Integrated Vision Solutions: An Interview with Martin Klenke, Teledyne Imaging
| By: Martin Klenke, Teledyne Imaging’s Director of Business Development
The machine vision portfolio of international manufacturer Teledyne is unique in the worldwide vision sector and includes its own sensor production, a full array of machine vision cameras, sensors, AI-enabled vision systems, software, and many other components. This broad range of products and systems forms the basis of the new Integrated Vision Solutions (IVS) concept, as Dr. Martin Klenke, Director Business Development at Teledyne Imaging, explains:
“The idea behind Integrated Vision Solutions is that we first listen carefully to our customers to gain an understanding of the task they want to solve and the constraints that need to be taken into account. Based on the individual requirements defined in this step, we then determine the necessary core factors necessary to meet their requirements – such as resolution, interfaces, and optics. Usually in close consultation with the user, we put together a machine vision system that exactly meets the requirements of the task at hand. In doing so, we can access Teledyne Imaging's entire technology range and bundle a perfect high-performance combination of components with the appropriate optical and electronic elements as well as the suitable software in one system to enable simple and targeted integration.”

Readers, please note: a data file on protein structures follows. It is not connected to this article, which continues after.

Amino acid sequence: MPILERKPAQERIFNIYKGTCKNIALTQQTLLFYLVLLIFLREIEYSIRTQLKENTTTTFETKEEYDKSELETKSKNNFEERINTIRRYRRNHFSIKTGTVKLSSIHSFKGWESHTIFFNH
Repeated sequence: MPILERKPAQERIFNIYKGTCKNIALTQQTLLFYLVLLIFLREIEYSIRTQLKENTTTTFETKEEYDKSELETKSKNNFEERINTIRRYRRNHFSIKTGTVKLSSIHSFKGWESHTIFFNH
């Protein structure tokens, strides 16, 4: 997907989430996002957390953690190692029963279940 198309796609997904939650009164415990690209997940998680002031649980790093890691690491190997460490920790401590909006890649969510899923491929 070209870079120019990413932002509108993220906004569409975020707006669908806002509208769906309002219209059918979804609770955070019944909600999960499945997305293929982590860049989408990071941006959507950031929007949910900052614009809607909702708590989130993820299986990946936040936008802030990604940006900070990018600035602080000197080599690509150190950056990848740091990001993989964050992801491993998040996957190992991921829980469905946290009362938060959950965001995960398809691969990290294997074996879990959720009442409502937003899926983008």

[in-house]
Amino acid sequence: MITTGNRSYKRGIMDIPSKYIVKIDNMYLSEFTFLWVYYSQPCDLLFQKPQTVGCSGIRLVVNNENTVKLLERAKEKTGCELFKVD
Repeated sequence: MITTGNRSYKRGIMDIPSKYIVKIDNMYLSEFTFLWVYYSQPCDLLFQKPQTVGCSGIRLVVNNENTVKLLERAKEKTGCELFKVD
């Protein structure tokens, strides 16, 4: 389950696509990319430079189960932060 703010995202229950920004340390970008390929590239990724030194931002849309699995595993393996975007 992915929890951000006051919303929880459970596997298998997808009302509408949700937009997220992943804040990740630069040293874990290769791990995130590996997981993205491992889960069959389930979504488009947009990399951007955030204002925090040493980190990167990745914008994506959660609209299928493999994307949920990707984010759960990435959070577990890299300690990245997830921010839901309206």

Teledyne’s Integrated Vision Solutions is not a clearly defined product, but rather a vision platform adapted by knowledgeable imaging professionals who work to the needs of our customers. The solution remains in the foreground and can meet all levels of performance – from simple embedded systems to complex turn-key solutions. In addition, Teledyne’s Imaging experts are adept at supporting users in adapting the required software to a specific purpose. The basis for this is because of the company's established software tools.
“With this approach, we want to enable our customers to focus entirely on their core competencies, e.g., quality assurance or process optimization, without having to worry about transforming images into resilient data,” emphasizes Dr. Klenke. “Our Integrated Vision Solution strategy focuses in particular on smart systems with very high resolutions, speeds, or even integrated 3D processing with internal data processing.”